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Vol. 72/No. 4      January 28, 2008

(front page)
N.Y. rally protests grand jury probe
of Puerto Rico independence backers
Roberto Mercado
Some 300 protesters marched January 11 outside federal courthouse in Brooklyn, New York, to protest use of federal grand jury against three Puerto Rican independence supporters.

BROOKLYN, New York, January 11—“Today it's me, in the past there were many, and in the future it could be any of you, so I thank all of you for your support," said Tania Frontera. She was addressing 300 people who rallied outside the Brooklyn federal courthouse to protest subpoenas issued to her and two other supporters of Puerto Rican independence to appear before a federal grand jury.

The lively crowd, ranging from high school students to long-time Puerto Rican independence fighters, shouted chants such as "Grand jury, FBI, U.S. justice is a lie!" and "FBI and USA out of Puerto Rico!"

Similar protests were held in Chicago, Cleveland, Philadelphia, Los Angeles, San Francisco, Orlando, Florida, and San Juan, Puerto Rico. Frontera, a graphic designer, along with social worker Christopher Torres and filmmaker Julio Antonio Pabón, all local residents, were served subpoenas to testify today in front of a federal grand jury. At the rally, organizers reported that the court agreed to the defense’s request to postpone the hearing until February 1, allowing more time to challenge the subpoenas.

"Because we are here today, the cases have been postponed. Our presence here today will contribute a lot to getting the subpoenas dismissed," event organizer Ana López said at the rally.

While refusing to speak about the purpose of the grand jury investigation, FBI officials “have made clear that there is an ongoing investigation against the Popular Boricua Army—Macheteros,” reported Jesús Dávila in the December 27 issue of the New York daily El Diario/La Prensa.

On Sept. 23, 2005, Filiberto Ojeda Ríos, a long-time independence fighter and leader of the Macheteros group, was fatally shot by FBI agents, an action that sparked widespread public outrage on the island, well beyond people who favor independence.

Since Ojeda's death, the FBI has continued its attacks on the independence movement, including heavily armed police raids on the homes of independentistas across the island in February 2006.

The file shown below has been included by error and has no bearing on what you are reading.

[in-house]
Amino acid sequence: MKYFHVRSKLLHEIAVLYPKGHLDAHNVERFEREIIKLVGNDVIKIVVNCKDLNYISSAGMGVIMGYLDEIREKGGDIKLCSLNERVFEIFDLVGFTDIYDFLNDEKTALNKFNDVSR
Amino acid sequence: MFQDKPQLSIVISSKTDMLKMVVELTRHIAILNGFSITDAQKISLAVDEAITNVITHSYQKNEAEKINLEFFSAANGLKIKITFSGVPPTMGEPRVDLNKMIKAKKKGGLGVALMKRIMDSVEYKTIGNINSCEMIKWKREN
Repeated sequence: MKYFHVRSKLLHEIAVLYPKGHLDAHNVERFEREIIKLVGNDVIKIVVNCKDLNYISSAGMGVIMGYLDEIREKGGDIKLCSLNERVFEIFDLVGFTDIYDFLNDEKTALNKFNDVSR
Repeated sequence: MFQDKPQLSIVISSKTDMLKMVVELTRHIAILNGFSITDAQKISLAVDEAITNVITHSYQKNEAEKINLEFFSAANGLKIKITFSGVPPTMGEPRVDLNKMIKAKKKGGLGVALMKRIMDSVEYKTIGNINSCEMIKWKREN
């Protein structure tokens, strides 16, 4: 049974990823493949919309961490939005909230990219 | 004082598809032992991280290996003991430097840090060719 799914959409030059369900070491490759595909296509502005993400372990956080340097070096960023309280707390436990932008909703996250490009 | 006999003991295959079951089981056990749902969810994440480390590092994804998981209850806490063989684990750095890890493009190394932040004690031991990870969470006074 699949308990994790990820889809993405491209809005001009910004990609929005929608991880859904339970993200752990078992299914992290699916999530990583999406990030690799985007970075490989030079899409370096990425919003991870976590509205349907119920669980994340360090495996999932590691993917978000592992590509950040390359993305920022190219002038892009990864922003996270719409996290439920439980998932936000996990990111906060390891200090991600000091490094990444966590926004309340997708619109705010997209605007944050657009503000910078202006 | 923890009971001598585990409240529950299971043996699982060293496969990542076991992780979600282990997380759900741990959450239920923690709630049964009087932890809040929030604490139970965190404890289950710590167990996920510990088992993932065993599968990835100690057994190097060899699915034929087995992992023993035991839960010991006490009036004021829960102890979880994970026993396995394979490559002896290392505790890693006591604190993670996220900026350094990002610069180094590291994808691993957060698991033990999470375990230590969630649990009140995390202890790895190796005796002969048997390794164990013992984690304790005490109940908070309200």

In practice, federal grand juries have historically been used by the U.S. government to harass and jail independence fighters since the 1930s. They have subpoenaed independentistas to ask them to identify other individuals that might be incriminated. In the 1980s several independentistas were jailed for contempt of court when they refused to testify before grand juries conducting fishing expeditions against the independence movement.

Julio Rosado, an independence activist twice jailed by grand juries, told the crowd at the rally, “Grand juries continue to be used to repress the struggle for independence and sovereignty. They are nothing more than a witch hunt."

Other speakers included city council member Melissa Mark-Viverito, Socialist Workers Party vice-presidential candidate Alyson Kennedy, and Ramón Díaz and Martín González, both members of the Puerto Rico-based pro-independence group La Nueva Escuela (The New School), among many others.

"They can say, ‘Come back on February 1,’ but we'll come back every time and bring more people with us!" said Ben Ramos of the local group ProLibertad, which campaigns for the release of Puerto Rican political prisoners locked up in U.S. prisons.
Related articles:
Stop FBI, grand jury harassment!
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